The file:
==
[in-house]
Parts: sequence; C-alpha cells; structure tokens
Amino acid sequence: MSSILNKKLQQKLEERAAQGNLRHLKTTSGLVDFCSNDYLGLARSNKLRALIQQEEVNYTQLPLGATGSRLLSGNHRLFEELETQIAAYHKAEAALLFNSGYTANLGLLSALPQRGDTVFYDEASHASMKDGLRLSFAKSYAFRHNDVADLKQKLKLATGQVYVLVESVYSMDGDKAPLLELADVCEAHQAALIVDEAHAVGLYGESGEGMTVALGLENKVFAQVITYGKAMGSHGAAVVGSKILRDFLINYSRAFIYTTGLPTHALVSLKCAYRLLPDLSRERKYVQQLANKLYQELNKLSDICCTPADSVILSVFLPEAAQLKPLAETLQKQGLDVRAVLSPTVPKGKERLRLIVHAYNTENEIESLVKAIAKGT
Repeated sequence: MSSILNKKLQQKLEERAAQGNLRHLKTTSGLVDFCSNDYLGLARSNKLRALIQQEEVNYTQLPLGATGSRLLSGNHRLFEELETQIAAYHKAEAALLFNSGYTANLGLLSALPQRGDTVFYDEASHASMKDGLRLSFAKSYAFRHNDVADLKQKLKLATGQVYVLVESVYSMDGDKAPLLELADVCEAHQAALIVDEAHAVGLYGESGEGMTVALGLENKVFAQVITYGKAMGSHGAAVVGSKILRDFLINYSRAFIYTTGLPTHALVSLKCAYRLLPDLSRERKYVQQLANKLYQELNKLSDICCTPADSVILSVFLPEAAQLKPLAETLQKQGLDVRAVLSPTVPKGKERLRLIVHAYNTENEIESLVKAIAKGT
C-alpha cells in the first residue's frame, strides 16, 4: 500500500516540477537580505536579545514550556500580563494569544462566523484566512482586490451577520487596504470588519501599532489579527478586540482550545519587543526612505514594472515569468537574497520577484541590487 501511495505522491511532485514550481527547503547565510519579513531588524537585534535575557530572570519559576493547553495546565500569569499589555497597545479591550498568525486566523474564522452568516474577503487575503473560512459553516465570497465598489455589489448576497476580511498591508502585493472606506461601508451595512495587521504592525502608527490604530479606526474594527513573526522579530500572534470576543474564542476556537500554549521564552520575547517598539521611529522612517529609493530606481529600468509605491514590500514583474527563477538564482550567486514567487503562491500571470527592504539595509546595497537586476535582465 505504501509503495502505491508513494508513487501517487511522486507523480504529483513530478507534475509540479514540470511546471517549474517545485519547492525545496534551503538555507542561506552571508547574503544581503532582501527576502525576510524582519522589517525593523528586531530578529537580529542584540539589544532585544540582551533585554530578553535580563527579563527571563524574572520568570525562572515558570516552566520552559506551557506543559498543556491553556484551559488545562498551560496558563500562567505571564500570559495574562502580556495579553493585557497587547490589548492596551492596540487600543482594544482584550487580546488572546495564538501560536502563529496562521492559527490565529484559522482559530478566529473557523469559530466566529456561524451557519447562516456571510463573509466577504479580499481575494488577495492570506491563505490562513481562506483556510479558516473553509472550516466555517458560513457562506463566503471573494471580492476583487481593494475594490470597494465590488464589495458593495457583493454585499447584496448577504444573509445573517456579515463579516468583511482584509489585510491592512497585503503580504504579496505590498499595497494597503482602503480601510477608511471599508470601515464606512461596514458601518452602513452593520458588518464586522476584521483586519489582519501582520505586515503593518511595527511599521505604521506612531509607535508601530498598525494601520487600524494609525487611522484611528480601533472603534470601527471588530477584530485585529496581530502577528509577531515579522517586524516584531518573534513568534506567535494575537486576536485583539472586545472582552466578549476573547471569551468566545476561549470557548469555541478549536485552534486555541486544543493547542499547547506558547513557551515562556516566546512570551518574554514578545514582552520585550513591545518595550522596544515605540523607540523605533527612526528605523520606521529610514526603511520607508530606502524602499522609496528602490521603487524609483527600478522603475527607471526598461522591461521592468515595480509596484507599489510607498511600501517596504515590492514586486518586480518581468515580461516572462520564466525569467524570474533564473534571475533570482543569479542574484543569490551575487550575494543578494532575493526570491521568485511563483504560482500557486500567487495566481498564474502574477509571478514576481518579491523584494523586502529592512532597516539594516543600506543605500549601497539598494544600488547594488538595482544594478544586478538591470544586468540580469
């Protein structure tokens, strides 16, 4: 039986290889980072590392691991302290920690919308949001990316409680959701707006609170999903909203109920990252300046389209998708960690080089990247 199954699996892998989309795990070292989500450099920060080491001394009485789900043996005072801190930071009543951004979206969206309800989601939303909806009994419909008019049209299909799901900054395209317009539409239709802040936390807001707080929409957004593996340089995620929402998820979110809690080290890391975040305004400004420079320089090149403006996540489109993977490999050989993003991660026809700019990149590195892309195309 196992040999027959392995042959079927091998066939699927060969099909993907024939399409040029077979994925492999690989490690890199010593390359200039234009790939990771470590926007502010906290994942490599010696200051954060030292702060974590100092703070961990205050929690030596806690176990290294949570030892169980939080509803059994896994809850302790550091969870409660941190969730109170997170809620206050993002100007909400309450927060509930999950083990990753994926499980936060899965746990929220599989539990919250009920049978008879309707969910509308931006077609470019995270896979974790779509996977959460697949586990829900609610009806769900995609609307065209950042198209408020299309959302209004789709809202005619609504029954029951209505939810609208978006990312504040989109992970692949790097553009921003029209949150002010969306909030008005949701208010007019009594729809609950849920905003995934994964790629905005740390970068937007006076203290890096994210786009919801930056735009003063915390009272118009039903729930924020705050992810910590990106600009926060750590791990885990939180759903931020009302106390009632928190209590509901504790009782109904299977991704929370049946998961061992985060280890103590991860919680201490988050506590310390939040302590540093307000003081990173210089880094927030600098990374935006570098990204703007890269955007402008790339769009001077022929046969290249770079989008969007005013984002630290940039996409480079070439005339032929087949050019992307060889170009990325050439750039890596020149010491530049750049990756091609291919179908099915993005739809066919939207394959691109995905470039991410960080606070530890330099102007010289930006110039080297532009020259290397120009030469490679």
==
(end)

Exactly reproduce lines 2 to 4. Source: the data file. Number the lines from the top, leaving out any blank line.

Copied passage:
Parts: sequence; C-alpha cells; structure tokens
Amino acid sequence: MSSILNKKLQQKLEERAAQGNLRHLKTTSGLVDFCSNDYLGLARSNKLRALIQQEEVNYTQLPLGATGSRLLSGNHRLFEELETQIAAYHKAEAALLFNSGYTANLGLLSALPQRGDTVFYDEASHASMKDGLRLSFAKSYAFRHNDVADLKQKLKLATGQVYVLVESVYSMDGDKAPLLELADVCEAHQAALIVDEAHAVGLYGESGEGMTVALGLENKVFAQVITYGKAMGSHGAAVVGSKILRDFLINYSRAFIYTTGLPTHALVSLKCAYRLLPDLSRERKYVQQLANKLYQELNKLSDICCTPADSVILSVFLPEAAQLKPLAETLQKQGLDVRAVLSPTVPKGKERLRLIVHAYNTENEIESLVKAIAKGT
Repeated sequence: MSSILNKKLQQKLEERAAQGNLRHLKTTSGLVDFCSNDYLGLARSNKLRALIQQEEVNYTQLPLGATGSRLLSGNHRLFEELETQIAAYHKAEAALLFNSGYTANLGLLSALPQRGDTVFYDEASHASMKDGLRLSFAKSYAFRHNDVADLKQKLKLATGQVYVLVESVYSMDGDKAPLLELADVCEAHQAALIVDEAHAVGLYGESGEGMTVALGLENKVFAQVITYGKAMGSHGAAVVGSKILRDFLINYSRAFIYTTGLPTHALVSLKCAYRLLPDLSRERKYVQQLANKLYQELNKLSDICCTPADSVILSVFLPEAAQLKPLAETLQKQGLDVRAVLSPTVPKGKERLRLIVHAYNTENEIESLVKAIAKGT